That night, stepping to the plate in the bottom of the fifth, I knew that we needed a hit. The game was tied at one apiece, and our pitcher was throwing a hell of a game, only to be matched by the Dodgers pitcher, but now thanks to a walk and a passed ball, we had a runner on second base with two outs, and it was up to me to get this guy home. We really needed a hit, because the way their pitcher was throwing, we didn't know when we'd get another chance like this. So I stepped to the plate and tried to keep my heart steady and took some deep breaths and stared into the pitcher's eyes, trying not to show him how badly we needed a hit.

And how badly I needed a hit, too. My average before the game was .210, and I had already gone oh for two that night. Even though I wasn't a math whiz and will never be one, I knew that my average, by the time I stepped to the plate, was already under .200, which is just an embarrassment for any ballplayer, even for someone in his first go-around with the big club. I was in a tough position, granted, called up too early to the majors because of Alfie's injury. And Alfie wasn't just a good second baseman; he was an All-Star; he even had received some MVP votes the year before, and all the newspapers said that he was the Braves clubhouse leader and that the team was really going to struggle without him in the lineup, which was true; we were struggling, and those same papers said that even though I was a nice young prospect, there was no way anyone, especially a minor league call-up, could replace Alfie Castillo. Plus I had everyone—my manager back in Richmond, my new manager in Atlanta, my old and new teammates, my father even—telling me over and over that this was just a stopgap thing and that I wasn't ready for the big show but someday I'd be back for good and I shouldn't get discouraged if I didn't succeed up here my first time around, because hardly anyone does. So I was sort of set up to fail, and with my under .200 average by that time, I had obviously done my best to live up to those expectations, or lack thereof; but here was salvation. A runner on second in a tight game, and one hit would bring him home, give my team the lead, push my average over .200 again, and probably get me onto the highlight reel, assuming we held on to win the game. So I needed a hit, and I was resolved to get one.

The first pitch was a fastball at my knees that I took for a strike. The second pitch was a curveball that missed low and inside. The third pitch was another fastball, this one too high. As for the fourth pitch, I've gone over it so many times in my head, and I still can't be sure that it was a slider, which is what all the sportscasters would call it. And, sure, it looked like a slider on television, and, after the game, the pitcher said it was a slider, but I had read the scouting report up and down before the game, and he only had three pitches. A fastball, curveball, and a changeup, so it couldn't have been a slider. Even now, I still think it was a fastball that somehow took on a life of its own as it neared my bat. With the count two and one, I was expecting a fastball, I was sitting on a fastball, and I admit that I had resolved to take one of those monstrous hacks, those swings that coaches yell at you for and say that you're an idiot just trying to hit a seven-run home run, but it was two and one, and he had to throw me a fastball, and I wanted my first major league home run to be meaningful, so I was going to swing at anything fast. And that fourth pitch came in fast, it was a fastball for almost all of its flight, and then it hooked a bit, veered off toward the outside corner of the plate, and I still swung as hard as I could, but the ball kept veering off, headed down the first base line but going foul, going fast and foul, and I always know when I've hit a foul ball and usually don't watch to see where it lands, but that pitch had fooled me so much, had just jumped away from my bat at the last split second, that natural curiosity kept me standing at the plate, staring at the flight of the ball.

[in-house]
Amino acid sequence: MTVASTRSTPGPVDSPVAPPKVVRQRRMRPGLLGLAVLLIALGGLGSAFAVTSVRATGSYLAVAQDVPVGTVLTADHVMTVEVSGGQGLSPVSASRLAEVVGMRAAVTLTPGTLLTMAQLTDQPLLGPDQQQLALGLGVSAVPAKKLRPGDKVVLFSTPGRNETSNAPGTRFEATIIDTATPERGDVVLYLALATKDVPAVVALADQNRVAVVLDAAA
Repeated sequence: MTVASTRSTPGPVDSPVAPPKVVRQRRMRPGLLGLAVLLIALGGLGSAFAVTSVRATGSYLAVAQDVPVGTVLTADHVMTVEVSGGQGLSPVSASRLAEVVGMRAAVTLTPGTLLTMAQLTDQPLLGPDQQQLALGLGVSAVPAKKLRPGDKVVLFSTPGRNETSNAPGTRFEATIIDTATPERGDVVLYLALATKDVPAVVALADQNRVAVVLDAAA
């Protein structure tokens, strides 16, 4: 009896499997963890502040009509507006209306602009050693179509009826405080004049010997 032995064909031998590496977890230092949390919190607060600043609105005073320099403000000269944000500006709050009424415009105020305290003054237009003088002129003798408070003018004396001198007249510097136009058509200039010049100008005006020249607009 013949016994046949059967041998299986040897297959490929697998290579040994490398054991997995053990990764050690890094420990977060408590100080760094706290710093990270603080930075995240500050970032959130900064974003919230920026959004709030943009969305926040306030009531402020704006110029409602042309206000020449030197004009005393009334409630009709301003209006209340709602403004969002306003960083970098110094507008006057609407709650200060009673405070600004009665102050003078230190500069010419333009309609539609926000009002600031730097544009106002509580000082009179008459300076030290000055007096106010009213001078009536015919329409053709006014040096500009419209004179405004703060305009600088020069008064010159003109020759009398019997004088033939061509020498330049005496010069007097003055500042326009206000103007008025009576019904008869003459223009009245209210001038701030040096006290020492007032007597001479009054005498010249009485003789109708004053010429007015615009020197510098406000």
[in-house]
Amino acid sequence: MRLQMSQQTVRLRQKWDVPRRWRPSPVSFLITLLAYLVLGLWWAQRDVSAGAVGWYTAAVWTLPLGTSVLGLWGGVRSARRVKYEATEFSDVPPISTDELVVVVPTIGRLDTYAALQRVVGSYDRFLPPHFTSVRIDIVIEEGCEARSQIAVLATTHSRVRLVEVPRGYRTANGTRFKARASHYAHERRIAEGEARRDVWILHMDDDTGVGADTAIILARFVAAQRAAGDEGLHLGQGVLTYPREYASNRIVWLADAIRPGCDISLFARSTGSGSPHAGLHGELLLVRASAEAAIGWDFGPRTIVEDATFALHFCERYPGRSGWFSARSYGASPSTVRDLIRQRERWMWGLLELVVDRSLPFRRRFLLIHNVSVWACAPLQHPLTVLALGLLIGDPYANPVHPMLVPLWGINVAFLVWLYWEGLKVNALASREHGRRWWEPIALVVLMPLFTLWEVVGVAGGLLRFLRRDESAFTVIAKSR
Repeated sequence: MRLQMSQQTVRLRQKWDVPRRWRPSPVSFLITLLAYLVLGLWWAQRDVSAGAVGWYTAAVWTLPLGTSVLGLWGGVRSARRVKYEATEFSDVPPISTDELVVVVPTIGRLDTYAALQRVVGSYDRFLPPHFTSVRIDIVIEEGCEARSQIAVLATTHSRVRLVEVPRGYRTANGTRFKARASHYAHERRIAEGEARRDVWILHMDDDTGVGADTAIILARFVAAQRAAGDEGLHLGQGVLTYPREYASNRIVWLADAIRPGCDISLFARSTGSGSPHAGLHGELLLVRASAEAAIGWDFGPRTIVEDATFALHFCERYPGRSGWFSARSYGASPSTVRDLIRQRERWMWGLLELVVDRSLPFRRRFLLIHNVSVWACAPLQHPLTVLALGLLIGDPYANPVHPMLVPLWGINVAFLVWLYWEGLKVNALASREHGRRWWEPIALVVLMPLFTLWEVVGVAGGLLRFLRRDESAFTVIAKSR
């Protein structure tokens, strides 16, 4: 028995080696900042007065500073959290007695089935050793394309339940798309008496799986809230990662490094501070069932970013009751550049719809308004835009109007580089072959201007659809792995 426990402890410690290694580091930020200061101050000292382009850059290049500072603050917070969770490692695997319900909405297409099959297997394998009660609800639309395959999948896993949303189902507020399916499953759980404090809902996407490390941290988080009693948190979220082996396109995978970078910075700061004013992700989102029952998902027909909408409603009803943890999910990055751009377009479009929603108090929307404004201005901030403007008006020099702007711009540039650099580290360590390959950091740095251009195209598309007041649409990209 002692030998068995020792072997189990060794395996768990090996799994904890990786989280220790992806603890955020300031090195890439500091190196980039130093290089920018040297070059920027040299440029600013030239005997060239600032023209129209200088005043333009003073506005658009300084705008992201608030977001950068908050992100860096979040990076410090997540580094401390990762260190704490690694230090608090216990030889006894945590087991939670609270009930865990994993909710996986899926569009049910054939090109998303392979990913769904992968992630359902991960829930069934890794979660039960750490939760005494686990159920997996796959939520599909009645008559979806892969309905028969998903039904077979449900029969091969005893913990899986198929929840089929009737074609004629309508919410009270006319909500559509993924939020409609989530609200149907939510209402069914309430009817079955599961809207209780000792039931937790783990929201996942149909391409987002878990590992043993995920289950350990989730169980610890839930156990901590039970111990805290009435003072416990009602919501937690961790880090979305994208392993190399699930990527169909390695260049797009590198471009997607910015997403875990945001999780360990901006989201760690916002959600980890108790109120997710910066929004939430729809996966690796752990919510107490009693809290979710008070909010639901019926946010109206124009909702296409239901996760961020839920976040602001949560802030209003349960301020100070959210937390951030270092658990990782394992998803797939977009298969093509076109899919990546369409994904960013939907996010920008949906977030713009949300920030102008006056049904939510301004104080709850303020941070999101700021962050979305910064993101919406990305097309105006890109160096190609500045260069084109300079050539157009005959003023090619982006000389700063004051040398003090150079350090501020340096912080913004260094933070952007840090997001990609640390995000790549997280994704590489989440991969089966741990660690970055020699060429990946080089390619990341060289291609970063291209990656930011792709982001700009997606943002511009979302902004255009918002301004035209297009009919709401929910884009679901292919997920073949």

And so I saw that ball fly into the stands and hit a four-year-old girl smack on the side of her head. And I saw the blood instantly run out of her nose. I saw her drop into her father's arms, and then I saw the backs of five or six people huddled around her fallen body.

To read the rest of this story, click here to order a copy of the Winter 2005 issue.



ANDREW BOMBACK lives in North Carolina, where he is an internal medicine resident. His stories and poems have recently appeared in the Bellevue Literary Review, Pindeldyboz, Hobart, Crab Orchard Review, New York Stories, and Diagram.

© 2005 Andrew Bomback